The document does actually suggest a way of offering an example to society to help reduce relationship breakdown and promiscuity, and that is “Covenanted relationships”. It asserts that “whatever different views we have about active gay relationships, we can find common ground in a firm belief in covenanted relationships that are lifelong and faithful.” Well, it is true that historic Christianity is agreed on the goodness of covenanted relationships – we call them “marriages”. The Diocese of Oxford’s leadership, however, in supposedly neutral guidelines, creates an unbiblical category of covenanted relationships in which male-female marriage becomes a subset along with same sex relationships. Jeffrey John did not become a Bishop in the Diocese in 2003 but his influence here is plain to see. However, there is no universal Christian agreement on this issue as the document asserts. Also, while the majority of society may agree with the notion of faithfulness in a relationship, many would not accept that exclusive relationships should always be permanent. Increasingly people are arguing that covenanted relationships should not be restricted to two people. Is this likely to cause a “missional fracture”, causing the church to re-evaluate its teaching again in future?

Good disagreement – quickly!

The last two themes describe the aim of “good disagreement” and emphasise the need for urgency. The way to respectful disagreement, we’re told, is not to regard the other’s views as ‘perverse, ignorant or immoral’, but to recognize that both views, though apparently opposite to us, both contain elements of transcendent truth. This shows a kind of Gnostic thinking behind the theory of negotiation on which the shared conversations are based. I believe X, you believe Y. The truth is not somewhere in the middle, but somewhere above us both, on a higher plane which we can call God or Christ. So if I say “but the bible says clearly X”, I am refusing to look up and see the greater truth of which my insight is only a part.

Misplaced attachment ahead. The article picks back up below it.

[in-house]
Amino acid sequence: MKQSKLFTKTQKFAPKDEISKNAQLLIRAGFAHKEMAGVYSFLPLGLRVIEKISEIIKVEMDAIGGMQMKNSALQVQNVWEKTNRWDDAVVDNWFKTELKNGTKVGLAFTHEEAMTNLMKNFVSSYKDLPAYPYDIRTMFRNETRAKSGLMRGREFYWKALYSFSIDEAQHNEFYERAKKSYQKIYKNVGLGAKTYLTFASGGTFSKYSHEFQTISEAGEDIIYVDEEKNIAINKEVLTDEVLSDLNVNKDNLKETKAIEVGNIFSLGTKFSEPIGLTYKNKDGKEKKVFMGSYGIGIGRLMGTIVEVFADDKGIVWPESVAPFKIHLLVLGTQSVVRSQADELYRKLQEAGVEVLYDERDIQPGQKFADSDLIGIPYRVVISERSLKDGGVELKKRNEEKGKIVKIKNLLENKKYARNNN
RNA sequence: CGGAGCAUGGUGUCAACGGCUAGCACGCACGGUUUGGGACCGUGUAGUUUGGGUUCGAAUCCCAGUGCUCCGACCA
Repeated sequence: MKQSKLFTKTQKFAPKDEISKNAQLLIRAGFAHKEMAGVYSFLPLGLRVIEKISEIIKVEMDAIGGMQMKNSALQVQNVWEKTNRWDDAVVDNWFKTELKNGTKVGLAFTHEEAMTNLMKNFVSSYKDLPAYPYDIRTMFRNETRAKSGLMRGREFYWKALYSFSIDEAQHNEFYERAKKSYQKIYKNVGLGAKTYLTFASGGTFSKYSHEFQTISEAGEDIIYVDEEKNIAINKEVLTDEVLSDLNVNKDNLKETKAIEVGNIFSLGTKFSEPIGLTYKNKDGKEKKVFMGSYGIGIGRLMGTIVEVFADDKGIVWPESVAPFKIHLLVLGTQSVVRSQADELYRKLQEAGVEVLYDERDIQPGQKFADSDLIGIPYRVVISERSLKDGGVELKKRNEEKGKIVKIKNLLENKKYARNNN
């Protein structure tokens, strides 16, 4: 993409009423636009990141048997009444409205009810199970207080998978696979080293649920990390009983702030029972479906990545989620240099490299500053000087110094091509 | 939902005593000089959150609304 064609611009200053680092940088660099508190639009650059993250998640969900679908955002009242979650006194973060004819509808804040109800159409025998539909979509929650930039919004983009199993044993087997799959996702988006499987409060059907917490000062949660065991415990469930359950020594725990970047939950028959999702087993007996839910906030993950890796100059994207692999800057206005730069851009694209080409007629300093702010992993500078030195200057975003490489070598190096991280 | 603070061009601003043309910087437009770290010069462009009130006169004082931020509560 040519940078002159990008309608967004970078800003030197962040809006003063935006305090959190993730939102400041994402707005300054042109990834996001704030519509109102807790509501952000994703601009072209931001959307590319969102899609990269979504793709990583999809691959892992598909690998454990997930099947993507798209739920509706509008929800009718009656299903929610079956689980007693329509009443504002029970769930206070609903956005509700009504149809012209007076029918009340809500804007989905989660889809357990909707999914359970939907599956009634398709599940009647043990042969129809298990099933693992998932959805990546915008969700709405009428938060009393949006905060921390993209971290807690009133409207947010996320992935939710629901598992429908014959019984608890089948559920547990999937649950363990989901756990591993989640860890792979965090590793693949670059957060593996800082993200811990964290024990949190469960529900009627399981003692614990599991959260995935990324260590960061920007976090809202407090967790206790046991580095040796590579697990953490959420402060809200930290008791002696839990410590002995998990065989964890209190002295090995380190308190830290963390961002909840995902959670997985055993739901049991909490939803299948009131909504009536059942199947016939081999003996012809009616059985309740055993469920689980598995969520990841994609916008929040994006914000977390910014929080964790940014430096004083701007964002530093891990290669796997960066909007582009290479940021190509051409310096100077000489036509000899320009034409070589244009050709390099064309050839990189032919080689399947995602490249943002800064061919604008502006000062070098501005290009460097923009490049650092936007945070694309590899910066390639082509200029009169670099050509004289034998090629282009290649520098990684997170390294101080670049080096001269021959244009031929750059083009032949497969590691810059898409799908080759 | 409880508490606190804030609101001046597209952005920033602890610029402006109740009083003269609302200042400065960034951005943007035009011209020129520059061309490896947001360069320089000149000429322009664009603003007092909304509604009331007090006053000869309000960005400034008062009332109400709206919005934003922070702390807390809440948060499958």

There are several objections to this: here are three. A) If one is against slavery or racism or apartheid, why does the church not seek for ‘good disagreement’ on those issues also, or any others? B) This puts forward a view of Christian epistemology more akin to an Eastern “blind men and the elephant” pluralist understanding of truth (where each one grasps a different part but none sees the whole) than biblical revelation. It is more John Hick than John Stott. C) It is a thinly disguised trick, to get the church to accept same sex relationships and dressing it up as successful negotiation based on profound philosophy.